Barber Poles

The iconic striped barber pole’s symbolism goes back centuries. There was a time, pre 1500s, when barbers performed many services for the public, and not all of them were limited to the cutting and shaving of hair. Barbers would remove lice from scalps, pull teeth and perform minor surgeries like bloodletting. Yes, bloodletting! A barber pole is an amalgam of symbols derived from the procedure of draining one’s body of blood, an ancient method meant to keep body fluids or “humours” in balance. Let’s take a closer look.

The brass ball atop a classic barber pole represents the vessel used to capture a patient’s drained blood. The pole itself is symbolic of a rod that patients would firmly grip in their hand to expose their veins to the barber. The alternating stripes on the pole signify the bandages used during a bloodletting procedure – white for clean ones and red for the blood-soaked aftermath. Post operation bandages, once washed, were hung on a pole to dry where they would invariably twist together in the breeze. Hence the red and white spiral motif.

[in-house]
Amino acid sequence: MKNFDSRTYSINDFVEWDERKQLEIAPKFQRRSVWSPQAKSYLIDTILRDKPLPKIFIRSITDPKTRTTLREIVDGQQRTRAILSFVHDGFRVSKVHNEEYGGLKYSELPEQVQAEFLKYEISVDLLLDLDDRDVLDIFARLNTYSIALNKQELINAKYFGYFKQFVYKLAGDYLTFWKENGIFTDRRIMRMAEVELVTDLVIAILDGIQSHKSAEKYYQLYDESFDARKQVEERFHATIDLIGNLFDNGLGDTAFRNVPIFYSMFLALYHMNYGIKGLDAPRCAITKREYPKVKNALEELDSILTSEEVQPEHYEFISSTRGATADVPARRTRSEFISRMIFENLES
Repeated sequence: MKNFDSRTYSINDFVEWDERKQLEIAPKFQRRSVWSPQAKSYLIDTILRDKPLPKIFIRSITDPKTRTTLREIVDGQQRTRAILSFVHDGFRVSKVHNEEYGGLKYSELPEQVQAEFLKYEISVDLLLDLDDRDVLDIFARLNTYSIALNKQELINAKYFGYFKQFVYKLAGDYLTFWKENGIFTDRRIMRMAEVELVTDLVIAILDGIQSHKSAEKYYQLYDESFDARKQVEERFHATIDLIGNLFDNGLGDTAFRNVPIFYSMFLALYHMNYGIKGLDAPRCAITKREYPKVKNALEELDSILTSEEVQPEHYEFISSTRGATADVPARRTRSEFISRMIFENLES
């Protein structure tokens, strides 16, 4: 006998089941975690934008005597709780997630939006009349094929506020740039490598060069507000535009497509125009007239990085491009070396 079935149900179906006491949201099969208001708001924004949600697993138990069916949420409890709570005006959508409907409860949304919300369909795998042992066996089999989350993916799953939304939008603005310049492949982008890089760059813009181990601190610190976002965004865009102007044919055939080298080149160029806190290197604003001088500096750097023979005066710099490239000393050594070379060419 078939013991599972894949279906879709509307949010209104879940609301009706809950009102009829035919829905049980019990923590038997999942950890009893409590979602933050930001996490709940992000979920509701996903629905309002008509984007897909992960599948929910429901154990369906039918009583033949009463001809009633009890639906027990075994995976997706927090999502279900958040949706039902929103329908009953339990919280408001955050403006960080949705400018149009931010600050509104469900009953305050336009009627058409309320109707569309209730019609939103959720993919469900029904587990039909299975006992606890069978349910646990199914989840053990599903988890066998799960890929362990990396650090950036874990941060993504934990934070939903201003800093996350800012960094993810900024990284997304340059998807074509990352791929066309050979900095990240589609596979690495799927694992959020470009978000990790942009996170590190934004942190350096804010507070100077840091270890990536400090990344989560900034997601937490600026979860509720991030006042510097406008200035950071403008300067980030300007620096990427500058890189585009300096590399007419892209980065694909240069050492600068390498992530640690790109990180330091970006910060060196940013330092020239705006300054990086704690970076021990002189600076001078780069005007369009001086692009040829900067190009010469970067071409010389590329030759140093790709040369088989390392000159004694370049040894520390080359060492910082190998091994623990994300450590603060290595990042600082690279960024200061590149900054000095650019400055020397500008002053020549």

Some barber poles consist of red and white stripes but many, especially in North America, are tricoloured – red, white and blue. There are several theories behind the addition of blue to the design. One story says it represents a person’s bluish veins, another posits that blue joined the mix when barber poles came to the USA – echoing the colours of the Stars and Stripes flag. No one knows for sure. Personally, I like the blue vein story.

So the next time you’re visiting a barbershop, ask about the bloodletting services that they advertise and see what kind of response you get.

 

Vermilion

Bruin